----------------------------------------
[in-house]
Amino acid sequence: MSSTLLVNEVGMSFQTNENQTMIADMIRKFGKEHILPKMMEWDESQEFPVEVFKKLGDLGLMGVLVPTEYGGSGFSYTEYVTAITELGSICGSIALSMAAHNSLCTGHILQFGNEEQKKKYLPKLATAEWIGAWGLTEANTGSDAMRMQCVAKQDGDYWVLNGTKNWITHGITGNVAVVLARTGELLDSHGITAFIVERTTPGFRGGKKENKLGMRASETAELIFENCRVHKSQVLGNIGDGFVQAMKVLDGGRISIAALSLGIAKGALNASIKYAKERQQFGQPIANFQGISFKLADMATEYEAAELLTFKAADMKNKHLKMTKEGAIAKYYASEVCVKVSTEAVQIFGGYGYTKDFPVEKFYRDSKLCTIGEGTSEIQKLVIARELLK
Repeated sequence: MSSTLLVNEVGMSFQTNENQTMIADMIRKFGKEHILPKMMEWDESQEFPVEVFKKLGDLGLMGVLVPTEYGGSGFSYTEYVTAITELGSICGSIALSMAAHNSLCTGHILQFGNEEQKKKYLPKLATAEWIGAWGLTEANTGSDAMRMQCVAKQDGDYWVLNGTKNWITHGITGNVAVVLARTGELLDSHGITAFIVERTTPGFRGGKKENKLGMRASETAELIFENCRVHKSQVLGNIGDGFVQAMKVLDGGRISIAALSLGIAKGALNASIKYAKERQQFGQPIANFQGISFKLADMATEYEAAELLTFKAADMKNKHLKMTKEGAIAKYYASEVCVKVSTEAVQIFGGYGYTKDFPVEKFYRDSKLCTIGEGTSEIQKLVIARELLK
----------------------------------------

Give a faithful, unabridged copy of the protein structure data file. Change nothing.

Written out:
[in-house]
Amino acid sequence: MSSTLLVNEVGMSFQTNENQTMIADMIRKFGKEHILPKMMEWDESQEFPVEVFKKLGDLGLMGVLVPTEYGGSGFSYTEYVTAITELGSICGSIALSMAAHNSLCTGHILQFGNEEQKKKYLPKLATAEWIGAWGLTEANTGSDAMRMQCVAKQDGDYWVLNGTKNWITHGITGNVAVVLARTGELLDSHGITAFIVERTTPGFRGGKKENKLGMRASETAELIFENCRVHKSQVLGNIGDGFVQAMKVLDGGRISIAALSLGIAKGALNASIKYAKERQQFGQPIANFQGISFKLADMATEYEAAELLTFKAADMKNKHLKMTKEGAIAKYYASEVCVKVSTEAVQIFGGYGYTKDFPVEKFYRDSKLCTIGEGTSEIQKLVIARELLK
Repeated sequence: MSSTLLVNEVGMSFQTNENQTMIADMIRKFGKEHILPKMMEWDESQEFPVEVFKKLGDLGLMGVLVPTEYGGSGFSYTEYVTAITELGSICGSIALSMAAHNSLCTGHILQFGNEEQKKKYLPKLATAEWIGAWGLTEANTGSDAMRMQCVAKQDGDYWVLNGTKNWITHGITGNVAVVLARTGELLDSHGITAFIVERTTPGFRGGKKENKLGMRASETAELIFENCRVHKSQVLGNIGDGFVQAMKVLDGGRISIAALSLGIAKGALNASIKYAKERQQFGQPIANFQGISFKLADMATEYEAAELLTFKAADMKNKHLKMTKEGAIAKYYASEVCVKVSTEAVQIFGGYGYTKDFPVEKFYRDSKLCTIGEGTSEIQKLVIARELLK